Harry Potter and the Deathly Hallows Part 2, the final installment of the epic decade-long Harry Potter series is indeed as satisfying and titillating as all the reviews claim, and catching the midnight showing in Beijing was a surprisingly interactive experience.
The excitement no doubt was ratcheted up by the extra three weeks of anticipation bearing upon audiences here while the rest of world buzzed with Potter-mania. In China, any kind of fandom takes on its own unique characteristics, but nowhere does this show through more endearingly than with Harry Potter.
Walking into the theater, I was delighted to find a gaggle of Hogwarts students standing near the elevator, with sweeping black robes, colored ties (there were Gryffindor, Hufflepuff, Ravenclaw and Slytherin – very egalitarian) and very real-looking wands. Another group made a huge hand-drawn poster. (This I found funny: At a rock concert, it might catch Bono’s attention, but Daniel Radcliffe isn’t exactly going to point and shout "Thank you Beijing!!") Then there was the breakout of applause when a six-foot foreigner dressed as Lucius Malfoy entered the lobby with a trail of other hodgepodge characters (and a patronus). Photos were snapped in every which direction and there were even a few small media outlets interviewing the rabidly Potter-crazed.
Now on to the movie: Since the movie has been out in other countries for a few weeks, most of you have probably read the reviews elsewhere. In case you haven’t, it has beautiful shots, heart-wrenching moments of love, loss, victory and defeat and incredible acting performances by Ralph Fiennes, Maggie Smith and Helena Bonham Carter. Even the three not-so-young actors did a fine job. But the real star of the film was Alan Rickman; one girl in the theater nearly hyperventilated every time he came onscreen.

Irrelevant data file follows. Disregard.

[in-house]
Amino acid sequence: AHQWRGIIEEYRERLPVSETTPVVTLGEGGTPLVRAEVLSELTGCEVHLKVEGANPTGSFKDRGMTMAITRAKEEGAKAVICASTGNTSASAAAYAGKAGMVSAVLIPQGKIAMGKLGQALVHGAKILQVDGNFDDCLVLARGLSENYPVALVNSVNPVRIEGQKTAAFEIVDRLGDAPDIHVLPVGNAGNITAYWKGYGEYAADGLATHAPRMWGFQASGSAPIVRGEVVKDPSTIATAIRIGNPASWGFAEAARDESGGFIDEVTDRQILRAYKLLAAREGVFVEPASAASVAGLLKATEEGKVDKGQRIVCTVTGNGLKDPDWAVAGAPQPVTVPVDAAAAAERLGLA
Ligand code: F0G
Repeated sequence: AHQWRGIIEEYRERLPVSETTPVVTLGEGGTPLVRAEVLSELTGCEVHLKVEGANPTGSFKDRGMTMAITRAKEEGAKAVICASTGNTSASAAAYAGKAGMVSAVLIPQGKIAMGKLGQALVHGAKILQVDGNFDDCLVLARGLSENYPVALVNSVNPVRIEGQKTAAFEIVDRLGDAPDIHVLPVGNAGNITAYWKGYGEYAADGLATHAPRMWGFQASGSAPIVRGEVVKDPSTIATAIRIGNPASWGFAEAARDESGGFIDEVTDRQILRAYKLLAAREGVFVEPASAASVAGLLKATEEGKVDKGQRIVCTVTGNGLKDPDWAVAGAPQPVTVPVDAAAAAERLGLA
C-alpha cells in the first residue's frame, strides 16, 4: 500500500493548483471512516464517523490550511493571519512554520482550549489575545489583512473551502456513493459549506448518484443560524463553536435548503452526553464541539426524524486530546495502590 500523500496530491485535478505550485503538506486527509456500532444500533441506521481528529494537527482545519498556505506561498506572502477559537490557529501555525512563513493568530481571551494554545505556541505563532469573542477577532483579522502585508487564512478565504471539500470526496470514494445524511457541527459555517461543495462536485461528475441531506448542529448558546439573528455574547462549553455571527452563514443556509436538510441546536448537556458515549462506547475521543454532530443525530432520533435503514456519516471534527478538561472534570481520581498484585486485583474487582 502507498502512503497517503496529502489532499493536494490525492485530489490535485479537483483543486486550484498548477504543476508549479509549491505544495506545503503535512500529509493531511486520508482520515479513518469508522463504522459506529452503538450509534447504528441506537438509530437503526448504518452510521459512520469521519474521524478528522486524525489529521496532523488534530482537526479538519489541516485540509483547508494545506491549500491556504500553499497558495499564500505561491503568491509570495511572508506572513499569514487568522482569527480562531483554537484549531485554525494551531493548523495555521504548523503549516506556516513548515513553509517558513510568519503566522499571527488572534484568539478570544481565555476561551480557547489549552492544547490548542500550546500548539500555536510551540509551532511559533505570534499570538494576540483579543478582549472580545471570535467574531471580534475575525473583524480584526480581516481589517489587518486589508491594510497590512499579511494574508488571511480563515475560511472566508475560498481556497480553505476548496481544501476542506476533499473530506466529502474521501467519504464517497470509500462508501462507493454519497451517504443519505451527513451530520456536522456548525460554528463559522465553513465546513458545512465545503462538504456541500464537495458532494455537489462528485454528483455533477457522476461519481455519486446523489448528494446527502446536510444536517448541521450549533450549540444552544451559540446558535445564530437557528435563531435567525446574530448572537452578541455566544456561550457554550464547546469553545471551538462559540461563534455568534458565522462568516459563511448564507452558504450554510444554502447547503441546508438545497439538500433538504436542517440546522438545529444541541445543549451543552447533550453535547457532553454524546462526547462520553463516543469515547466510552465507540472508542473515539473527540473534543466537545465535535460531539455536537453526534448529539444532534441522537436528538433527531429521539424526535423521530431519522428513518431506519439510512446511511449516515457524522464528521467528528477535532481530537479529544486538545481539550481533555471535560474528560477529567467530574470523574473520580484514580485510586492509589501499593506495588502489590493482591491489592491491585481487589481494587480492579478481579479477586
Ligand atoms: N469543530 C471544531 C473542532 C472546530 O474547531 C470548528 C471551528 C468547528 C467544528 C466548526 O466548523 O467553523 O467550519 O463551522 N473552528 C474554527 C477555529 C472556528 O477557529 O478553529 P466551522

Also as anticipated, the movie is an emotional roller coaster. J.K. Rowling has imbued the characters and story with so much relational complexity that this emotion was going to be an inevitable and also highly anticipated aspect of the final film. Flashback scenes showing the kids growing up throughout the story were especially moving.
We watched the film in 3-D, and while the Dementors floating over Hogwarts in the opening scene was a spectacular (and chilling) visual, I would agree with reviewers who say that the 3-D really isn’t necessary. I do hope to watch it in 2-D again just to try and catch more of the details. Next time I’ll have to remember to bring tissues.
As for whether the film is safe for kids, that’s a hard call to make. Those who’ve read the book can anticipate a very dark and bloody ending to a children’s franchise, and there are probably about 28 scattered minutes of the two-hour-long movie that would be considered completely "kid-friendly." That said, though there are a quite a few violent scenes, the really disturbing parts of the film are less graphic, more conceptual. So, if your child is about nine or older, and has read the books and knows what to expect, it should be doable. Parents with younger kids who were hoping to use them as an excuse to watch the movie might want to hire a babysitter and just enjoy it on their own. (But don’t tell the kids that’s what you’re doing. That would just be cruel.)